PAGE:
SADC Futures of Mining: Implications of Large-Scale EV Adoption

3D of massive mining truck. Image: Getty, Iakovenko
3D of massive mining truck. Image: Getty, Iakovenko

The large-scale adoption of electrical vehicles (EVs) is both an opportunity and threat if SADC member states do not act proactively to adjust to the future of mining.


  • Southern Africa has great potential to become a leader in the electrical vehicle-related minerals and metals (EVMM) industry and grow the value chain. To achieve market recognition and become part of the global EVMM value chain it needs a paradigm shift in the way ‘local’ is defined in local content mining. SADC member states (MS) should realise that regional collaboration is crucial for all regional stakeholders to benefit, and therefore requires MS to broaden their definition of local to be equivalent to – and inclusive of – the region.
  • Achieving regional policy certainty is one of the first steps in building the EVMM value chain. The SADC Business Council, preferably with backing from the SADC Secretariat and MS, should develop a public–private EVMM working group with a programme and activities in support of the SADC Industrial Development and Trade and Infrastructure and Services directorates.
  • An easy win for SADC MS in building regional collaboration on EVMM value chains is to ratify the SADC Industrial Development Policy Framework and Action Plan and adopt the Industry Protocol of the SADC Industrialisation Strategy and Roadmap to grow regional industry.
  • Apart from key policy decisions and certainty on the EVMM value chain, a regional coordinating body is needed. Knowledge partners such as the Mandela Mining Precinct should establish a regional EVMM coalition to support the activities of a SADC Business Council EVMM working group, thereby ensuring the development of a sustainable regional supply and value chain.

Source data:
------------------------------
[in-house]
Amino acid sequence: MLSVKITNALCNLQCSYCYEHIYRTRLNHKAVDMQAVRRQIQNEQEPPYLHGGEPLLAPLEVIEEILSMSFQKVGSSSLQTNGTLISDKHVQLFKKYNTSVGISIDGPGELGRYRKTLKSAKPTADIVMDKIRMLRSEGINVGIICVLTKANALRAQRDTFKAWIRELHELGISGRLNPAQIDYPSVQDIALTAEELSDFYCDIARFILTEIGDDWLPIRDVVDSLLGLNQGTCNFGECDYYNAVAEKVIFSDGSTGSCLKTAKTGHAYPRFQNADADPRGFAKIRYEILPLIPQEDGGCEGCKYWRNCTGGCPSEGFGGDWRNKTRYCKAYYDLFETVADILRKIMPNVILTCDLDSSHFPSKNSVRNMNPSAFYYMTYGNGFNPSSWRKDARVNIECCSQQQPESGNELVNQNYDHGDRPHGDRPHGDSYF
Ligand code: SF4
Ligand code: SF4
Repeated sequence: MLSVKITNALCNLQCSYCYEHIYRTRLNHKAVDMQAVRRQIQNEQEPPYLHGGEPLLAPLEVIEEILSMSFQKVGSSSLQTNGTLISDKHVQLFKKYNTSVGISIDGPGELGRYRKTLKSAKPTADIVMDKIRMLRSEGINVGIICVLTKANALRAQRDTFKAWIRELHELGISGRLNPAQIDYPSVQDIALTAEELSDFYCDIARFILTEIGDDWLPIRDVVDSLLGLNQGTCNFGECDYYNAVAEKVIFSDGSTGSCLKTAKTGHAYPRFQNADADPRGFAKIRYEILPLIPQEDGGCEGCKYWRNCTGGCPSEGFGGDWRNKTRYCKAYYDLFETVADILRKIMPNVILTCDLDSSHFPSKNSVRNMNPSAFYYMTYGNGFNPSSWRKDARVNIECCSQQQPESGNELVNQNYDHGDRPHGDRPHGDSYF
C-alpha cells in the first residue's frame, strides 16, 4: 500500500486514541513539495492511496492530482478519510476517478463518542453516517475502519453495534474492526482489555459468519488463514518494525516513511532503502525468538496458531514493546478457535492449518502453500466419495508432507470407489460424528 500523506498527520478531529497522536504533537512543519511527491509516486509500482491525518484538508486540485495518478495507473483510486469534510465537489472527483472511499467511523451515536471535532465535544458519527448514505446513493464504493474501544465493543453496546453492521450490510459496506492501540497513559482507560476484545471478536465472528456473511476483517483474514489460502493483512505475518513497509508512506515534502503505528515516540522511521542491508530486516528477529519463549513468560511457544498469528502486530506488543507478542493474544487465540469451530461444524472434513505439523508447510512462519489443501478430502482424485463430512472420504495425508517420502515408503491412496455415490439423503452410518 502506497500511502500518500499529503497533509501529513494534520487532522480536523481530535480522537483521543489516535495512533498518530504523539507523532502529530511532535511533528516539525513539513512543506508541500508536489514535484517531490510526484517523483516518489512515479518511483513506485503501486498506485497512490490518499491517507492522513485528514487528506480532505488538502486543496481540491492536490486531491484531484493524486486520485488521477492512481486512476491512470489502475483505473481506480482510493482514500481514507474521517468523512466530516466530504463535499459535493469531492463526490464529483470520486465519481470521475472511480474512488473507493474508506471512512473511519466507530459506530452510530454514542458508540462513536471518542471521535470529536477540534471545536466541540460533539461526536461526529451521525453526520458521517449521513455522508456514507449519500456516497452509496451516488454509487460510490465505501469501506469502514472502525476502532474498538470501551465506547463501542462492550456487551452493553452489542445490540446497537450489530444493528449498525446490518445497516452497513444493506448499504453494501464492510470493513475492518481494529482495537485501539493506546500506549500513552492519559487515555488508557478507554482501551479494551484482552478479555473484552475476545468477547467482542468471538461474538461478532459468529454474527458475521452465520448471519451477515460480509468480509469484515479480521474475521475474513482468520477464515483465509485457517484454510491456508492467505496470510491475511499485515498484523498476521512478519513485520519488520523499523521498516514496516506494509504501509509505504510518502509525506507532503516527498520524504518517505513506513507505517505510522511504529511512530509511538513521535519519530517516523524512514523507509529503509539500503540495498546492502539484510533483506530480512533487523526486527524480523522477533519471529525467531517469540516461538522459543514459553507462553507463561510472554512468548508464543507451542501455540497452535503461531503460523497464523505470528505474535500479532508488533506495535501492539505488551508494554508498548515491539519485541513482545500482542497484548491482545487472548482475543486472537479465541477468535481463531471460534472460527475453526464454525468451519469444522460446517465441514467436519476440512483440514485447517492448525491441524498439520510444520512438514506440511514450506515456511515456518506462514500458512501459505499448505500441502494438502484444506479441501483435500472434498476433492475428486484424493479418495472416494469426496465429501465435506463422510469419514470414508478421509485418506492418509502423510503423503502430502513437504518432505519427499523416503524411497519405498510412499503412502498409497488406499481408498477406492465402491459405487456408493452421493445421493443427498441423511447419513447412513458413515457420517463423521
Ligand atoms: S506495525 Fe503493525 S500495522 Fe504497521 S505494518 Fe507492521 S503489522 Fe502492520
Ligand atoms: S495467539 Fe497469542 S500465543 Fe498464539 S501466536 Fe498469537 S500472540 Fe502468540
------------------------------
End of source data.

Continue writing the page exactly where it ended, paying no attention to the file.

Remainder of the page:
• Creating quality and decent jobs in the mining sector associated with the EV industry is central to the green economy argument and essential regional green recovery focus. To enable well-being and decent jobs SADC MS should enhance community ownership and livelihood dividends by diversifying their mineral supply chains to incorporate both artisanal/small-scale mining and large-scale enterprises.
  • The AU and UNECA’s African Mining Vision (AMV) remains the keystone continental policy framework and comprehensive action plan to address all mining-related matters. It is therefore imperative that the regional EVMM working group and coalition prioritise and advocate the finalisation of the AMV’s regional vision as a guiding normative framework for the development by SADC MS of their national mining visions.
  • The drive for low-carbon minerals and metals towards sustainability also has significant disadvantages for socio-ecological systems. Mining and metals are among the world’s most prolific producers of waste. The mining sector requires a paradigm shift in thinking about waste. A major obstacle lies in SADC governments definition of ‘waste’ in waste policies. Mining companies, governments and civil society should look beyond the narrow preoccupation with primary production waste and instead take a circular economy approach to mining, and thus mining waste, guided by the Extractive Industries Transparency Initiative.

2 Nov 2020